When I feel restless, it’s time to try something new. So I quit the college wrestling team (I was 3rd ranked in Canada) and took up a minor in modern dance. Rugby, cycling and dance are an odd mix. I was trying to regain body control after knee surgery, but more importantly, tie into the underlying power, movement & music I saw in modern dance.
My off/on again girlfriend had dragged me to a show and I was mesmerized from the very first number. Jeff M., a guy I knew from the sports world, had the lead in a number based on American prehistory; the voyageur era. Just a simple canoe for the opening shot, with the only movement the paddle strokes, then it grew.
A few years into the minor, I had done a few stage shows with the ballet professor, Darcy. One day she asked me to help in the Intro to Ballet class, so she could teach proper jumping & lifting technique. It started pretty rocky! The 2nd woman jumping had poor body coordination in the first place, made much worse by her panicked leap. She came flying in, knee first, arms flailing the air, and nutmegged me hard.
Darcy stopped the drill and told them “your only job is to make a smooth leap and hold the correct body position. Everything after that is trust. He’ll make the catch, if you stay steady and make it easy. Watch.”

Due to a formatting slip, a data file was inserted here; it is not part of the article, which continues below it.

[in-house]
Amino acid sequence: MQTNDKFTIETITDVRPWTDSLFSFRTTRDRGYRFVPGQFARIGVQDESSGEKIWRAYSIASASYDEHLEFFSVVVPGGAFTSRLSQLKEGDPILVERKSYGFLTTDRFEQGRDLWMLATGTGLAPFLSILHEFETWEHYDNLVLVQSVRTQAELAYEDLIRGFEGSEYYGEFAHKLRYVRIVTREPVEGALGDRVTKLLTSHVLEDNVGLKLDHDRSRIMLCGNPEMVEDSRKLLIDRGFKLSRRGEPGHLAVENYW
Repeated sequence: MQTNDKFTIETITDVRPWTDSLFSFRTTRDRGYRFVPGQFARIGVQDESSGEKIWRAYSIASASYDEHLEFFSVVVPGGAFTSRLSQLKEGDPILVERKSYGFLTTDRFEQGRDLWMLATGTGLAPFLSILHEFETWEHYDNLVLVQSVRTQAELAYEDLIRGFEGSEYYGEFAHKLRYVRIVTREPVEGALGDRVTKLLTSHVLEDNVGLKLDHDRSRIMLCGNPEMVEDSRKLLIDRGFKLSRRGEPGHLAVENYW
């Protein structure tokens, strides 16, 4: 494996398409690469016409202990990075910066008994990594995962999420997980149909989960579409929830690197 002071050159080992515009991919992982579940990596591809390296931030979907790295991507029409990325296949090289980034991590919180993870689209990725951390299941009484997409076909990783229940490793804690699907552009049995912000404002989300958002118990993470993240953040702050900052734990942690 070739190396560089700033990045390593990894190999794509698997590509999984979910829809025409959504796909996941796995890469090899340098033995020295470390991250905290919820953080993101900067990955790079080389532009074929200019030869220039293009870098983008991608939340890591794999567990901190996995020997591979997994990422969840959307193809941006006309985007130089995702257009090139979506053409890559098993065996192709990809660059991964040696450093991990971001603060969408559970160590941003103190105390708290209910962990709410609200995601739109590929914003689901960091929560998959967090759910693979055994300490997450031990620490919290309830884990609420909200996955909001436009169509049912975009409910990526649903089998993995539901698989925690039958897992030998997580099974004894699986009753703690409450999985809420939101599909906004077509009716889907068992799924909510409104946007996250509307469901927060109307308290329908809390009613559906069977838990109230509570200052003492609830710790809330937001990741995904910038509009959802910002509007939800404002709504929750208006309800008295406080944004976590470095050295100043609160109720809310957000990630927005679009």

Darcy made a short windup for momentum, then made a beautiful, picture-perfect jump; a study in practical elegance. But… We had been drilling with straight-on jumps, into me. Darcy’s leap was going by me: I was set up wrong! But she had this beatific, serene smile as she sailed by;I knew she’d crash & burn rather than give up on the catch. So I lunged backwards while dropping to one knee, trying to get into position. I somehow managed to get my right hand down far enough to reach her; a no-look, one-handed catch, behind my back, inches off the floor. But it worked! Her knee dropped perfectly into the palm of my hand, and we both had the body control to keep balanced in the new equilibrium.
A spectacular catch that, alas, we knew we couldn’t build into the next show. The catch was far too risky to try at all, left alone pulling it off with the same level of elegant flair.